This was another missing configuration from our old school deployment. We do have different global system variables on primaries and replicas. However, Vitess does not support such functionality. Luckily,
vttablet has hooks API. A workaround of a simple cron job triggering a hook on each
vttablet every 5 minutes worked like a charm. Based on
vttablet type, the hook would set appropriate global variables.
SET GLOBAL sync_binlog=1
SET GLOBAL innodb_flush_log_at_trx_commit=1
SET GLOBAL innodb_flush_log_at_timeout=1'
SET GLOBAL sync_binlog=0
SET GLOBAL innodb_flush_log_at_trx_commit=2
SET GLOBAL innodb_flush_log_at_timeout=300
3) Secondary index drop & create
This trick is probably one of the best there is. After initial
Movetables command execution, we would stop it, drop all secondary indexes and restart workflow. After the data copy phase finished, only then would we recreate dropped indexes. It brought us at least a ~2.5x improvement of copy phase for heaviest tables having at least 2-3 or more secondary indexes.
Example: table of 170GB and 3.2B rows and 3 indexes:
- Copy rate degraded over time due index rebalancing (rows/s every 4h: 38K, 30K, 25K, 23K, 21K, 21K, 18K, 18K, 18K, 17K, 18K)
- Copy time 42h
- Total time 42h
- Secondary indexes dropped
- Copy rate 70K rows/s is constant
- Copy time 13h
- Index add time 4h
- Total time 17h
4) More vertical sharding, turn off or refactor
Some vertical shards were already getting too much write load or the use case was bad for Vitess. For example, analytics imports were rewriting whole tables each day. Most jobs like this have moved to other solutions by now. At the time, turning them off temporarily was the only solution.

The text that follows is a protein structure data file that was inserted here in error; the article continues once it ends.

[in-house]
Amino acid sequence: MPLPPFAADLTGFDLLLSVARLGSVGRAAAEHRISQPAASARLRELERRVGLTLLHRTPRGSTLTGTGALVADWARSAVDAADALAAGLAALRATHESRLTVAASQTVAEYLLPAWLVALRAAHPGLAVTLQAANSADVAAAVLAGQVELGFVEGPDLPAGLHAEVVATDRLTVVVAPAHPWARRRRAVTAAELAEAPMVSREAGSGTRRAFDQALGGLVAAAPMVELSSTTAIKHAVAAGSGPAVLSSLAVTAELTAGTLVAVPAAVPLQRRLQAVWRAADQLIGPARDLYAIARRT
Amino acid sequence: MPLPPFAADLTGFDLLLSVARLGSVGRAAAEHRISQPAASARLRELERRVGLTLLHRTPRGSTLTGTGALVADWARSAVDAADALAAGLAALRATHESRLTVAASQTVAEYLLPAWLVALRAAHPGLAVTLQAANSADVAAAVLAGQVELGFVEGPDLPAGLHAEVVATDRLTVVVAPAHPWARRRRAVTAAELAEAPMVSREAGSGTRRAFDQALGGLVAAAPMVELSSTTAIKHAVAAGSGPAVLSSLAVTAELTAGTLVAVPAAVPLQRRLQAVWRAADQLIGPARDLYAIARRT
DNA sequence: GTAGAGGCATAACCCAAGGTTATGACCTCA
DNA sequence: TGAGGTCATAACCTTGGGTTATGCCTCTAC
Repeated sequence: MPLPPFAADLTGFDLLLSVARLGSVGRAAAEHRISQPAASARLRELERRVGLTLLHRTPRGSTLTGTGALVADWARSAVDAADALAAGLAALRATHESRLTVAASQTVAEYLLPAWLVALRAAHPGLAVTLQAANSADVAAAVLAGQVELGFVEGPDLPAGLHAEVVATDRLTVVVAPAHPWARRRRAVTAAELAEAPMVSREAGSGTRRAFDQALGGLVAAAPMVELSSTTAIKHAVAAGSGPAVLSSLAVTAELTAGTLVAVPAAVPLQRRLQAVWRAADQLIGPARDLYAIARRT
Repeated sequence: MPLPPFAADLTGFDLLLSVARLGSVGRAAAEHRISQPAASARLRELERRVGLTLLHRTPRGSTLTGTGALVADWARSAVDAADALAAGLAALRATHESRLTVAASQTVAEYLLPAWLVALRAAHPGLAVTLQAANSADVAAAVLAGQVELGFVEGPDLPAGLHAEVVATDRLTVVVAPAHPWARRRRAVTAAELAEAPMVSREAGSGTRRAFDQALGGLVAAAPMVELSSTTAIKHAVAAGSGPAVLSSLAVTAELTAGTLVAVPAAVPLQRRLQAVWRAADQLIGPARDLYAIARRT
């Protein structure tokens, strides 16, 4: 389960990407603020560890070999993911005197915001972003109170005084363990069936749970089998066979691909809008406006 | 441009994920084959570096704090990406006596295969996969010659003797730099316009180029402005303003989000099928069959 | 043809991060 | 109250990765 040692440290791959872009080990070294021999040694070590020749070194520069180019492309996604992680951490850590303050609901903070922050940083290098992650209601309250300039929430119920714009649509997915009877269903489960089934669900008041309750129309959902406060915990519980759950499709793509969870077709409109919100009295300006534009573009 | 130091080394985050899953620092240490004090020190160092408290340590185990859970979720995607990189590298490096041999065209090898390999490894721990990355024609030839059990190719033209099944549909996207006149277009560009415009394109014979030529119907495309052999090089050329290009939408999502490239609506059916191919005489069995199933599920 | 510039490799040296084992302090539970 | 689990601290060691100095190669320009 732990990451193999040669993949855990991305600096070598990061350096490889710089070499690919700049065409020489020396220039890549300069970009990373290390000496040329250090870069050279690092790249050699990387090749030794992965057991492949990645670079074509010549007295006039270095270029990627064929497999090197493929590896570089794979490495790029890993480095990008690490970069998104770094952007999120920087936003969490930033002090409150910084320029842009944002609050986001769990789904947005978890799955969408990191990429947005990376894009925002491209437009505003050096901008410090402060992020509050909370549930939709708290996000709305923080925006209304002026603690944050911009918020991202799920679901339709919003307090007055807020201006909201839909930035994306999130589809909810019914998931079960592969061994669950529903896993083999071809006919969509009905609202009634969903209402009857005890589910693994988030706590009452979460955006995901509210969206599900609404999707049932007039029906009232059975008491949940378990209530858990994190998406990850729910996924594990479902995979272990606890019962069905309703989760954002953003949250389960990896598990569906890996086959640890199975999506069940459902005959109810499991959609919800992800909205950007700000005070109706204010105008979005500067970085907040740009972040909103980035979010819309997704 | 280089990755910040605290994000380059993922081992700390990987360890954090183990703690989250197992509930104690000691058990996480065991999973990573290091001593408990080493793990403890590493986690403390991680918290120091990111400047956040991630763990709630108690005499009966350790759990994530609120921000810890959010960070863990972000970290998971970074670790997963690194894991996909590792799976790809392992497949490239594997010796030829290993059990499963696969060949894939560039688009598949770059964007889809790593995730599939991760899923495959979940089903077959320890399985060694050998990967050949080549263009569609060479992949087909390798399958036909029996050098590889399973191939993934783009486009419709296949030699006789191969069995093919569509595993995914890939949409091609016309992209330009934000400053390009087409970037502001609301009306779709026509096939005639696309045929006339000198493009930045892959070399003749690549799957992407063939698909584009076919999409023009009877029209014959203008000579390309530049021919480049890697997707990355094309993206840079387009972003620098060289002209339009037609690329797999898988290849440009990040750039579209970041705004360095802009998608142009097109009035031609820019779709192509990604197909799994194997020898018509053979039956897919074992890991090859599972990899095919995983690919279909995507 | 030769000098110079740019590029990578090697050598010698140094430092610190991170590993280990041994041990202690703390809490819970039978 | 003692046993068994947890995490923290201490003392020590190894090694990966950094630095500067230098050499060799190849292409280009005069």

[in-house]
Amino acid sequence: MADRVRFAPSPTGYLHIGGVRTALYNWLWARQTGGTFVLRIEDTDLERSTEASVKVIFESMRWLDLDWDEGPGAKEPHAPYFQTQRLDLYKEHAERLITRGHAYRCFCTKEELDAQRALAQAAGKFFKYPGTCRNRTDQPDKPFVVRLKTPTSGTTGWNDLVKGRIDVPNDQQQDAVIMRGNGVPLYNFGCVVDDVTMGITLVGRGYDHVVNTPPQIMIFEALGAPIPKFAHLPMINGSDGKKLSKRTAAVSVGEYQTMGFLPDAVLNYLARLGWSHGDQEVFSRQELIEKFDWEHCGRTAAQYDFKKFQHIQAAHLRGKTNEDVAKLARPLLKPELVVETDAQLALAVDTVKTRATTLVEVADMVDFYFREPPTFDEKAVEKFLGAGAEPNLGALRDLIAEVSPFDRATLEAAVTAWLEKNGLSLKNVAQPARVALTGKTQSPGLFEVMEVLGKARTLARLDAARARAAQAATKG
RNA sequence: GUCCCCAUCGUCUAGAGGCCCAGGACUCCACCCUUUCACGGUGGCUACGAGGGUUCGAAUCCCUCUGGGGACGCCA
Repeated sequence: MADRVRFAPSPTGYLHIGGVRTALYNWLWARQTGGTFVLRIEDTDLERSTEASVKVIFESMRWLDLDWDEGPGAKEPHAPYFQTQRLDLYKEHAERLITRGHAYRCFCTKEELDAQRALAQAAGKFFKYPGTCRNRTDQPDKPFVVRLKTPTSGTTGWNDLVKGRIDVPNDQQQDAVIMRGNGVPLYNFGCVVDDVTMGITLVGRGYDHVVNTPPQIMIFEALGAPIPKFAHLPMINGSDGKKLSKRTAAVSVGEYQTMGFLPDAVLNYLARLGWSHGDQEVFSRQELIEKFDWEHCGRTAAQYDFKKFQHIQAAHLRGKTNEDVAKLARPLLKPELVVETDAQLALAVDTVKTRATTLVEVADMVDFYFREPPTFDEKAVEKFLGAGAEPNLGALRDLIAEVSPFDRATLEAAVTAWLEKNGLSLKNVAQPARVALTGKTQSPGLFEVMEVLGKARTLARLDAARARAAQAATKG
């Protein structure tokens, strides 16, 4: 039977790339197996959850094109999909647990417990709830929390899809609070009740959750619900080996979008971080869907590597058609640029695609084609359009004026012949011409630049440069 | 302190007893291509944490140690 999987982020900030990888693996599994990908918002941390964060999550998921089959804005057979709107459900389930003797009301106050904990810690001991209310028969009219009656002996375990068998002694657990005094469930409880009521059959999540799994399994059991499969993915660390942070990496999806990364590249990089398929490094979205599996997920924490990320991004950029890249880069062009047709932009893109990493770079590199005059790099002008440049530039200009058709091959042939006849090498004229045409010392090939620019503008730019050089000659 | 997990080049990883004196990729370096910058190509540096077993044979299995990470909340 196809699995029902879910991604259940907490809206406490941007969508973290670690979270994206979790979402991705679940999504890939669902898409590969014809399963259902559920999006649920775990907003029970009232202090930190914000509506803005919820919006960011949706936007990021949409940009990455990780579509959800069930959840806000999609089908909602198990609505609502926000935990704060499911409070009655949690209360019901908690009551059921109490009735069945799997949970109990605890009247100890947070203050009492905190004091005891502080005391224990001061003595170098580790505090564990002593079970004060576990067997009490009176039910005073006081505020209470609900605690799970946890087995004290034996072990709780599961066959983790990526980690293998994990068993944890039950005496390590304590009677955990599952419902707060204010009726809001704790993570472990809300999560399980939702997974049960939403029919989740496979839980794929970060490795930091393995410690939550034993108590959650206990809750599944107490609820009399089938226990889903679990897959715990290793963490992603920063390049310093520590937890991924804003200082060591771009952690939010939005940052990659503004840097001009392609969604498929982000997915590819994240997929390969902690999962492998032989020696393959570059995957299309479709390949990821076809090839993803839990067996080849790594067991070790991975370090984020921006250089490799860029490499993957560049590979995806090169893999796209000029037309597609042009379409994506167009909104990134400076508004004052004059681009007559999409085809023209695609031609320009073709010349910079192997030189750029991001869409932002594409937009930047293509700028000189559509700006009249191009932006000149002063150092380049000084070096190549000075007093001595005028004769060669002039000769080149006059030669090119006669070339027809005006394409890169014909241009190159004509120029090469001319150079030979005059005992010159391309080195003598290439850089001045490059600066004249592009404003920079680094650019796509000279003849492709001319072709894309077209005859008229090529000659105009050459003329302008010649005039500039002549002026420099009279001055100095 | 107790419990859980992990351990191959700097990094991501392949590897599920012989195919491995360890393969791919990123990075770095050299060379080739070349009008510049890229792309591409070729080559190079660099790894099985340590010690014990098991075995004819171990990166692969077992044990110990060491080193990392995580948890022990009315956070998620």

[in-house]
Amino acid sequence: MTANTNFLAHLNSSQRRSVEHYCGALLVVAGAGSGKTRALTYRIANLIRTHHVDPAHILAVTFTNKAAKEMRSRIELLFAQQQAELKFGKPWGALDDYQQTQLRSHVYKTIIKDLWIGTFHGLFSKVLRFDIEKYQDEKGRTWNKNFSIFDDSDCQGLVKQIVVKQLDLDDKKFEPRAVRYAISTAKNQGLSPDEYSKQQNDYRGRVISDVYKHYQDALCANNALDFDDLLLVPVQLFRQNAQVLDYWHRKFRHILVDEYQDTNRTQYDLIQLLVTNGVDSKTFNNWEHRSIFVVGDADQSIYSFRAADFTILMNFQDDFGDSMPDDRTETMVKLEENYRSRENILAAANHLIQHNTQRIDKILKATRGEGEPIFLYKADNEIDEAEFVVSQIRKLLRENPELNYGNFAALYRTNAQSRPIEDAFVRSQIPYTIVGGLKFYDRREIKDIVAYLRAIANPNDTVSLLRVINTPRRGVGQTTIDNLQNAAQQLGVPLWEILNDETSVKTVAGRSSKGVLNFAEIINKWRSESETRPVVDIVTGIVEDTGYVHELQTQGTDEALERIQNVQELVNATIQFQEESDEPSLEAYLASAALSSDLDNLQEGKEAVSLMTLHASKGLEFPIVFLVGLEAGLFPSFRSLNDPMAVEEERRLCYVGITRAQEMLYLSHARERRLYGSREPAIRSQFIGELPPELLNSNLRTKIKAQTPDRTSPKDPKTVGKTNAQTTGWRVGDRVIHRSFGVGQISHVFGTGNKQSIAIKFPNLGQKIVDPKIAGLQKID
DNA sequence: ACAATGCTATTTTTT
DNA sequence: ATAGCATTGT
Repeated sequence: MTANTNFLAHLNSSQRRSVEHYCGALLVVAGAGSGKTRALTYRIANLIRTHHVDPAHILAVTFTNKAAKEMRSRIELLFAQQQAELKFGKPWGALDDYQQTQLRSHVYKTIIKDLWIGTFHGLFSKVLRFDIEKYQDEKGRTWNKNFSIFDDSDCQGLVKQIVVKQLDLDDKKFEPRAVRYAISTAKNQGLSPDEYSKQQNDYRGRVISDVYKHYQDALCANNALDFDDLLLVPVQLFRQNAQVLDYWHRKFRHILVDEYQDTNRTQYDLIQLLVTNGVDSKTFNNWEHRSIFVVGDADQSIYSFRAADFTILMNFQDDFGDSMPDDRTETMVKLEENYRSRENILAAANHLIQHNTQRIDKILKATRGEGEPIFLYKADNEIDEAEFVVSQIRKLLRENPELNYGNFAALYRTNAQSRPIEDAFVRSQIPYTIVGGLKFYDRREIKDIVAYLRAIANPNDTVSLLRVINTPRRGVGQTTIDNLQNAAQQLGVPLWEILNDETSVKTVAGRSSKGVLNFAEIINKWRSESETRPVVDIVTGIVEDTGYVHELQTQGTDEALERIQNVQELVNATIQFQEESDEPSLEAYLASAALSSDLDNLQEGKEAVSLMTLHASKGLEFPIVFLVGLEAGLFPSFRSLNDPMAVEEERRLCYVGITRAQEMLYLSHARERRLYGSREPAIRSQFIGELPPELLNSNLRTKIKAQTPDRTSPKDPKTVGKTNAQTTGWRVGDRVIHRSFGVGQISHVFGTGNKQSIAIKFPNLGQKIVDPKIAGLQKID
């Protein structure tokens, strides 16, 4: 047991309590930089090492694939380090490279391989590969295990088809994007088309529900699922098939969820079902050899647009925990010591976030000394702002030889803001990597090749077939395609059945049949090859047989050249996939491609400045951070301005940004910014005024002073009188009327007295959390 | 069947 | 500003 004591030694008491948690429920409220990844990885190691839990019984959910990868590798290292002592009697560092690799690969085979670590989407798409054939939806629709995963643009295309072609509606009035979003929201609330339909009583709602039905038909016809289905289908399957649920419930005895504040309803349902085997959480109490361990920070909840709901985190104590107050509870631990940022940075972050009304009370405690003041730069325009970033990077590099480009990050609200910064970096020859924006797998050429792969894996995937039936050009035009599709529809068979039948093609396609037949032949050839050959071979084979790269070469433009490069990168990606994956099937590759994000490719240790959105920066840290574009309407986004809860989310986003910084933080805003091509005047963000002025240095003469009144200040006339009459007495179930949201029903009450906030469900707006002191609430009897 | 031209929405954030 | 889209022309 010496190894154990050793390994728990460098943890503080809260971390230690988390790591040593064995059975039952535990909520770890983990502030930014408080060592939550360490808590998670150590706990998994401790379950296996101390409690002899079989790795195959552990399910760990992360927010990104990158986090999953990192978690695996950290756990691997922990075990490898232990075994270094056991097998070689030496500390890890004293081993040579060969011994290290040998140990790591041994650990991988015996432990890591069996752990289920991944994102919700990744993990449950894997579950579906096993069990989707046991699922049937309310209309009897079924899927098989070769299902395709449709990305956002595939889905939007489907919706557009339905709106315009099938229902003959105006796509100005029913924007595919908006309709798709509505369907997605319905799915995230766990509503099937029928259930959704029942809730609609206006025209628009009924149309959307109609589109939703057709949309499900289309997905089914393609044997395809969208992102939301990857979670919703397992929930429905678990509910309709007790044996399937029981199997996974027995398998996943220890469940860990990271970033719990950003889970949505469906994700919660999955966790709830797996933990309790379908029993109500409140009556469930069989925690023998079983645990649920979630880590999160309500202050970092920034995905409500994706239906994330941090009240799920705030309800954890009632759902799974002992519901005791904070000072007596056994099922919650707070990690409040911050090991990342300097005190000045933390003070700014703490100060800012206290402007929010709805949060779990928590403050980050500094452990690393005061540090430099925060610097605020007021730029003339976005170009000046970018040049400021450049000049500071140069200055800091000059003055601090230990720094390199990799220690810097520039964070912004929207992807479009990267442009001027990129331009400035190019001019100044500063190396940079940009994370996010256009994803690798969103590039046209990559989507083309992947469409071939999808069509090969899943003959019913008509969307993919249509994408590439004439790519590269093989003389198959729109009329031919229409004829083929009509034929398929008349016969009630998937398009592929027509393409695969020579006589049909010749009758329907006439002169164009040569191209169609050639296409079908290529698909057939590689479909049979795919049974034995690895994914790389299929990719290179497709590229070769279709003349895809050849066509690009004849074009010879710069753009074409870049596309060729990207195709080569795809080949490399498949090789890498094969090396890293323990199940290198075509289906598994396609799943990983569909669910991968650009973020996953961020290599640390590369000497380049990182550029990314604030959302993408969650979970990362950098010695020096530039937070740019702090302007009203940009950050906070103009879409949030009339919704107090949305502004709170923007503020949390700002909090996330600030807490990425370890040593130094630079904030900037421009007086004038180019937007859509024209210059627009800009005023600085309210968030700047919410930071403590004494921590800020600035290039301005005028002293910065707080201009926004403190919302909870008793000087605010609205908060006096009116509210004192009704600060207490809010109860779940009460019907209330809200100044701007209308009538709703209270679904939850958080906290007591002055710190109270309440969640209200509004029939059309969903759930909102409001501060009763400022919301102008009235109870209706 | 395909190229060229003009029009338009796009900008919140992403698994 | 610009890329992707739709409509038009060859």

5) Beware of large GTID sets and source table lists
Movetables workflow itself generated quite a lot of row updates on target primary internal table
_vt.vreplication in order to update its position. Row updates contained a GTID set and an encoded source table list. This became especially painful when source shards had very long GTID sets in
Executed_Gtid_Set due to a lot of reparents to new hardware. About
MySQL56/xxxxxxxx-xxxx-xxxx-xxxx-xxxxxxxxxxxx:y-yyyyyyy GTID times 30 would approximately weigh 1000 bytes in size. In addition to this, if 350 tables would be picked for migration, an encoded source table list could weigh about 30K bytes. Such big workflow position updates caused not only high lag on target replicas, but also disks filling up with binary logs. Of course it grew linearly with the count of parallel running
Movetables - yet another limitation. Plain manual binary log purges and limiting the workflow count helped. The issue was addressed later by Vitess.